By Dom Cioffi
When I moved my family into a new neighborhood a few years ago, one of my biggest concerns was for the safety of my son. I obviously wanted him to have a healthy environment in which to roam, but I also hoped there would be other children around to help occupy his time.
Luckily he ended up with both.
Our current neighborhood is beautiful, sitting in proximity to many useful locations and with an abundance of great neighbors throughout the nearby streets.
On the first day that we arrived, as we were unpacking boxes, an elderly woman from across the street stopped in to introduce herself. During the ensuing conversation, she drew a simple map for my son that pointed to all the young boys that she knew of in the neighborhood.
The next day, my son took that map and canvassed the area looking for new friends. Of the five boys he found in his initial travels, all five still rank as his best buddies. And they are all within 12 months of age of each other.
More boys filtered into the gang over the following months, which has allowed them to have some amazing football, baseball and basketball games. I can’t tell you how much fun it is to pull into my driveway after a long day of work and see eight boys tackling each other in my front yard.
In fact, it reminds me of my own childhood, although my experience was slightly different.
When I was around ten years old, I was the youngest kid in the neighborhood. Everyone was older than me, with the majority being two years ahead in age.
What this meant was that I was always the expendable player. If a game of three-on-three baseball started and there were seven of us, I was automatically the all-time catcher. If a two-hand touch football game erupted and there were an odd number of kids, I would be the one forced to sit out. And if there was a neighborhood-wide game of Kick the Can slated for a Friday night, I would inevitably be the weak link targeted by the older boys.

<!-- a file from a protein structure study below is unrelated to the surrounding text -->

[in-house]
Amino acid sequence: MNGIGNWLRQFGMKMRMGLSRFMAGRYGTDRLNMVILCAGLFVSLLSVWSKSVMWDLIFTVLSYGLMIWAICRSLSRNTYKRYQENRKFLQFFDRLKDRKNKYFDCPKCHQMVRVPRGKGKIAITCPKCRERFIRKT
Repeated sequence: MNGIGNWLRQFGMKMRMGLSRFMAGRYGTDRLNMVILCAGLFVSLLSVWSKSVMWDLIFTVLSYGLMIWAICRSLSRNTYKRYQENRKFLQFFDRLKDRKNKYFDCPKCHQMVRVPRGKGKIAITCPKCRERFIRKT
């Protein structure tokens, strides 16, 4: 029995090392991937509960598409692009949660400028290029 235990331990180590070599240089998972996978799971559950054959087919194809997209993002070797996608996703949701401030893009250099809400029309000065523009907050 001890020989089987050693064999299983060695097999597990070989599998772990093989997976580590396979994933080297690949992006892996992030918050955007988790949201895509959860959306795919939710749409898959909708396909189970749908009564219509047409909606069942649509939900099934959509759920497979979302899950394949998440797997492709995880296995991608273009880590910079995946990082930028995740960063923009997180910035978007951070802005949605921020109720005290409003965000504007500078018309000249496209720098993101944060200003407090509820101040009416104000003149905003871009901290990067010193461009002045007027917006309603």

At the time I was not happy with my position as the youngest, but looking back I now realize how it helped build my character and how it forced me to work harder than my peers in order to excel.
Over time I also learned to speak my mind. I took the abuse for a couple years just so I would be included, but later, when I started to feel alienated or unfairly bullied, I made it a point to speak my mind. Needless to say, I remember a number of occasions where hurt feelings or borderline abuse sent me home with tears in my eyes.
But then a funny thing happened: the older boys moved on from playing neighborhood games and the little kids who were too young to play suddenly were available. Over the course of a year or two I went from not having much of a say in the activities in the neighborhood to being the commander-in-chief.
They say that with great power comes great responsibility and I think this is entirely true. When I found myself in this new position of power, I tried to remember how painful it was to be the weak link. So when it came to organizing a large game of football or baseball, I always made it a point to practice fair play among the kids no matter what the age or skill level.
As the oldest participant, I realized I could wield a lot of power and influence over our activities. And while I’m sure there were occasions where I used this power inappropriately, more often than not I think I put it to good use.
And the kids responded.
I had a deep hatred for some of the boys who were in charge when I was on the younger end, but the boys who filled that role when I was the oldest all seemed to look up to me.
I’ll admit there were times when I was a little embarrassed when three or four little kids showed up at my door to ask my mom if I could come out to play, but I also know that playing “coach” was worth any uneasy feelings.
It may not have always been a challenge to be the oldest kid in the neighborhood, but it taught me many valuable lessons that came in handy later in life.
This week’s film, “Minions,” happens to feature a slew of innocent characters who want nothing more than to be the obedient followers of a capable master.
Based on the scene-stealing characters from the “Despicable Me” movies, the minions’ history is finally unveiled, showing their progression from the earliest primordial ooze to the moment they met their master, Gru (which happened to be in the mid-1960s in England).
It’s really hard not to love the minions. They are fun, energetic and adaptable to any situation. The creators of this film did a fantastic job not only with the stellar animation, but also with the addition of a witty storyline.
I won’t go as far to say that parents will like this film as much as the kids will, but there are several laugh-worthy moments that make being there worth the price of admission.
A wacky “B-” for “Minions.”
Got a question or comment for Dom? You can email him at firstname.lastname@example.org.